A Lesson on Circular Fashion

5 September 2019

This summer, Brits purchased over 50 million outfits that would only be worn once. Once. Uno! Eins! Ett! Un! No matter how many languages I say it in, far too many outfits are being bought to only be worn once.

11.1 million of those single use outfits will be purchased for holidays, 9.9 million for weddings, 7.4 million for festivals and 6.4 million for a barbecue.

I was introduced to circular fashion when listening to the podcast 'Keeping It Candid' by Sophie Milner and Millie Cotton, where they were speaking about HURR Collective, a online fashion rental platform.

The concept of ‘circular fashion’ was first coined by Dr. Anna Brismar and our favourite Swedish store, H&M. Their in-store consumer recycling scheme offers shoppers a £5 voucher in return for handing over clothes to be recycled. H&M started this in around 2014. It is only now, 5 years later that circular fashion is becoming more prominent across the industry with high street stores, high fashion houses and new start ups jumping onto the circular fashion wheel (no pun intended).

Dr. Brismar, identifies circular fashion as the sustainable development of a fashion garment, from design and sourcing, to production, transportation, storage and marketing, right the way through to the end of products life when it is disposed. The Ellen MacArthur Foundation define circular fashion as 'clothes, shoes or accessories that are designed, sourced, produced and provided with the intention to be used, circulated responsibly and effectively in society for as long as possible in their most valuable form, and hereafter return safely to the biosphere when no longer of human use'.

The circular fashion journey promotes the reparation, refurbishment and reuse of clothes via clothes swapping, second hand shopping or renting (a favourite of mine). With each of these methods designed to prolong the length an item can be used for. But most importantly, items that fall under the definition of circular fashion are required to be made in a ethical and environmentally friendly manner to begin with.

“The future of fashion is circular. It has to be,” Stella McCartney

Growing up as a millennial, it’s apparent how easy and accessible it is to consume 'things'. There’s no doubt that fast fashion and the need to always have the newest items have contributed to the alarming facts we’re facing today.

Let's take the following examples. Going out on Friday Night. I’ll pop online and buy a new dress . There’s a hole in my Zara Basic dress, just pop online and buy a new one. Easy. Problem solved with no minimal effort exerted. Would I ever thing about taking out a needle and thread to fix it? Absolutely not. Now and then, I get bored of my outfits and want a complete wardrobe re-fresh. Quite literally out with the old, in with the new. Had I ever thought about taking it to a tailor to redesign it and repair it, rather than whacking it in a black bin liner? Unfortunately, I hadn’t. That being said, the black bin liner was going to the charity shop **gains some brownie points**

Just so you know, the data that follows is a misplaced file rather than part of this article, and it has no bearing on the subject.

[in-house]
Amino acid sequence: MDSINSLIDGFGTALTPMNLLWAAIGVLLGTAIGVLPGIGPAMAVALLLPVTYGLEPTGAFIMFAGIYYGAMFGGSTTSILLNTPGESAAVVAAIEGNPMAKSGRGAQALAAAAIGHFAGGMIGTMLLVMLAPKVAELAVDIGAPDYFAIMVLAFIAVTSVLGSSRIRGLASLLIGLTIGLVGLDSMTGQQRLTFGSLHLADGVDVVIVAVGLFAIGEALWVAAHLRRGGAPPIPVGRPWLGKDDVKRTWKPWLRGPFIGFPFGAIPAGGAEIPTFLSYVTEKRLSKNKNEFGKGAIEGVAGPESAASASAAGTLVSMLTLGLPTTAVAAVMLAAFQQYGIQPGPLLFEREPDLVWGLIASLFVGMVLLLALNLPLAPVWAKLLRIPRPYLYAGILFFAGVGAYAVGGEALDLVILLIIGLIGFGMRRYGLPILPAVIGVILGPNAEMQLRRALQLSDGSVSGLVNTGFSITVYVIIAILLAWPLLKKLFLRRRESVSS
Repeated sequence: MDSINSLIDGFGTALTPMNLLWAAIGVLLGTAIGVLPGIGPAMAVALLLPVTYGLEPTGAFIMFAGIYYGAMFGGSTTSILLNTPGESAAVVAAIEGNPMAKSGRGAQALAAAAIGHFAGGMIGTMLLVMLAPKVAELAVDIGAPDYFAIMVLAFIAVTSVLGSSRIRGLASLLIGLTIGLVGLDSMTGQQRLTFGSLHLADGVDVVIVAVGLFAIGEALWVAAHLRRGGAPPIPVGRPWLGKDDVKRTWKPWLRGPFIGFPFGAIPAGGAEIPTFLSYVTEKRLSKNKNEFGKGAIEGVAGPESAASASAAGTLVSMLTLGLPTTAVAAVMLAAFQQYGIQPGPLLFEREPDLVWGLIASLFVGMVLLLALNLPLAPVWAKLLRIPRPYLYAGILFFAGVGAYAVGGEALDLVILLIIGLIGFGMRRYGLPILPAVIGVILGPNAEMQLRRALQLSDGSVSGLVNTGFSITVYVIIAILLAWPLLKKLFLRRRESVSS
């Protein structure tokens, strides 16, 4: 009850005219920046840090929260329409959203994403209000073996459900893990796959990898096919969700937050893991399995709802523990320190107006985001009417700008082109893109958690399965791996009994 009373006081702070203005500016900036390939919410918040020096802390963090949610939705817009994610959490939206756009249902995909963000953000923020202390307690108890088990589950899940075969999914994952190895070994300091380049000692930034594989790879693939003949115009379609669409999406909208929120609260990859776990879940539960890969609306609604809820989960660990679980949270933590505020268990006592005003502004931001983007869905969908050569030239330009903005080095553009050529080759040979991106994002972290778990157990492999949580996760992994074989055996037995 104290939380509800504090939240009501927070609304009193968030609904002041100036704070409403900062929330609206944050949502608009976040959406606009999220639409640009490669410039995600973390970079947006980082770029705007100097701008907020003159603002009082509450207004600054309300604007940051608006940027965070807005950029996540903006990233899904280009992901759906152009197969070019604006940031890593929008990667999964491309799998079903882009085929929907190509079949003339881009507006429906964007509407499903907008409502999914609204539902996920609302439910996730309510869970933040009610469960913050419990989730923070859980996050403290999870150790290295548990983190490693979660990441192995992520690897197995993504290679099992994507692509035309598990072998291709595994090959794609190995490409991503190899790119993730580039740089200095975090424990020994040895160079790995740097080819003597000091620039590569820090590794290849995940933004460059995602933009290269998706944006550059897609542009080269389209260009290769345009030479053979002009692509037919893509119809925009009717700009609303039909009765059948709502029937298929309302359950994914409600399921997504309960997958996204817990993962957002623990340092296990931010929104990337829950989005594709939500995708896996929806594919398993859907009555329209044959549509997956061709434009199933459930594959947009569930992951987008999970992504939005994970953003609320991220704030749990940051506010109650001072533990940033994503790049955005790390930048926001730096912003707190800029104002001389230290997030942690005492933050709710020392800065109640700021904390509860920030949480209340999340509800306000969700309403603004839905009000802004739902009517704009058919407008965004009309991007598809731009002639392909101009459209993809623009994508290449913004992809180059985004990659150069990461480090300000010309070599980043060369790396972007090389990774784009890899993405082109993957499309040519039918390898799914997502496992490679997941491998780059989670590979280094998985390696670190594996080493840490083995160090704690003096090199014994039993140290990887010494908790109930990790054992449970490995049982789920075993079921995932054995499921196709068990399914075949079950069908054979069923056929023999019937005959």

How I Am Planning To Practice Circular Fashion: 

  • Purchase clothing that uses natural fibres such as cotton, silk, wool, viscose and wood in their production. These are considered as biological nutrients. 
  • Sustainable clothing comes at a higher price due to the ethical materials and production, but that doesn’t mean you should splash all your cash on a new sustainable wardrobe. The alternatives can be to Up-cycle, Rent or Repair your clothing. Clothes aren’t meant to only be worn once (with the exception of a wedding dress, but even then...) The aim of circular fashion is to maximise product longevity and durability and so many start ups are popping up allowing you to do this super easily by renting items, check out Hirestreet and Hurr
  • In more recent news, Bloomingdale's, Banana Republic & Urban Outfitters are just a few of the retailers rolling out the principles of circular fashion and launching fashion rental platforms. Which is great as it means less clothing is bought, less landfill is occupied and there is a smaller impact to our planet

So, circular fashion? A revolutionary spin on the dying model. I for one am certainly here for going circular. I’m not an Eco-fashion/circular fashion expert but I’m trying to be more of a conscious consumer.

P.S. Apologies for all the funny (not funny) circle puns.

Outfit Details
Dress//Topshop (Now On SALE!!)

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